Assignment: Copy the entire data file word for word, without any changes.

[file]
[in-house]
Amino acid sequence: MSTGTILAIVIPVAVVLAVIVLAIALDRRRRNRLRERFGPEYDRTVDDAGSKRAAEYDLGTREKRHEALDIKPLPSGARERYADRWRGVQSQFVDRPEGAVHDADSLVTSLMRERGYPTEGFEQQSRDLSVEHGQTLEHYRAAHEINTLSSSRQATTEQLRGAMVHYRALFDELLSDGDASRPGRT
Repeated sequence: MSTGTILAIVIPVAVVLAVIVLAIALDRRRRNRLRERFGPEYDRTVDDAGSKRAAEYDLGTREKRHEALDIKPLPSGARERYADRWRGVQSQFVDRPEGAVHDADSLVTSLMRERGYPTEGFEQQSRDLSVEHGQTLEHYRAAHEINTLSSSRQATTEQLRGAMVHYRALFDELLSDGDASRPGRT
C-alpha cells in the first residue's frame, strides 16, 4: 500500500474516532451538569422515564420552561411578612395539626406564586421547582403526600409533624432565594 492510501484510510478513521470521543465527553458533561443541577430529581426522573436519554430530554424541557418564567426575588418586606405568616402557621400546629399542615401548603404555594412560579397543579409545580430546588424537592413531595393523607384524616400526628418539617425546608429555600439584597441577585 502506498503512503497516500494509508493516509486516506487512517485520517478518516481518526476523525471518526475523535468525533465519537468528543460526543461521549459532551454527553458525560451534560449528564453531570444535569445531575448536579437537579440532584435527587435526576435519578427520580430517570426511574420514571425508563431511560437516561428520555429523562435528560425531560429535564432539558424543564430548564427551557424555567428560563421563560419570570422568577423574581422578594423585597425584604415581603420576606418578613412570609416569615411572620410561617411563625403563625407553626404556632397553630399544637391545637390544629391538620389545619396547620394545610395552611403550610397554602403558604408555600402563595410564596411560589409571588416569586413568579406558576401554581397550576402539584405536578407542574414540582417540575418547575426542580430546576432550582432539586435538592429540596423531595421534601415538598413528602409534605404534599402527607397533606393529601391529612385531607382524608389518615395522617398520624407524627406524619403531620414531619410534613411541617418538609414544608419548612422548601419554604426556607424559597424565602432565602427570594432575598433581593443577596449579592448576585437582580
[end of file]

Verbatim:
[in-house]
Amino acid sequence: MSTGTILAIVIPVAVVLAVIVLAIALDRRRRNRLRERFGPEYDRTVDDAGSKRAAEYDLGTREKRHEALDIKPLPSGARERYADRWRGVQSQFVDRPEGAVHDADSLVTSLMRERGYPTEGFEQQSRDLSVEHGQTLEHYRAAHEINTLSSSRQATTEQLRGAMVHYRALFDELLSDGDASRPGRT
Repeated sequence: MSTGTILAIVIPVAVVLAVIVLAIALDRRRRNRLRERFGPEYDRTVDDAGSKRAAEYDLGTREKRHEALDIKPLPSGARERYADRWRGVQSQFVDRPEGAVHDADSLVTSLMRERGYPTEGFEQQSRDLSVEHGQTLEHYRAAHEINTLSSSRQATTEQLRGAMVHYRALFDELLSDGDASRPGRT
C-alpha cells in the first residue's frame, strides 16, 4: 500500500474516532451538569422515564420552561411578612395539626406564586421547582403526600409533624432565594 492510501484510510478513521470521543465527553458533561443541577430529581426522573436519554430530554424541557418564567426575588418586606405568616402557621400546629399542615401548603404555594412560579397543579409545580430546588424537592413531595393523607384524616400526628418539617425546608429555600439584597441577585 502506498503512503497516500494509508493516509486516506487512517485520517478518516481518526476523525471518526475523535468525533465519537468528543460526543461521549459532551454527553458525560451534560449528564453531570444535569445531575448536579437537579440532584435527587435526576435519578427520580430517570426511574420514571425508563431511560437516561428520555429523562435528560425531560429535564432539558424543564430548564427551557424555567428560563421563560419570570422568577423574581422578594423585597425584604415581603420576606418578613412570609416569615411572620410561617411563625403563625407553626404556632397553630399544637391545637390544629391538620389545619396547620394545610395552611403550610397554602403558604408555600402563595410564596411560589409571588416569586413568579406558576401554581397550576402539584405536578407542574414540582417540575418547575426542580430546576432550582432539586435538592429540596423531595421534601415538598413528602409534605404534599402527607397533606393529601391529612385531607382524608389518615395522617398520624407524627406524619403531620414531619410534613411541617418538609414544608419548612422548601419554604426556607424559597424565602432565602427570594432575598433581593443577596449579592448576585437582580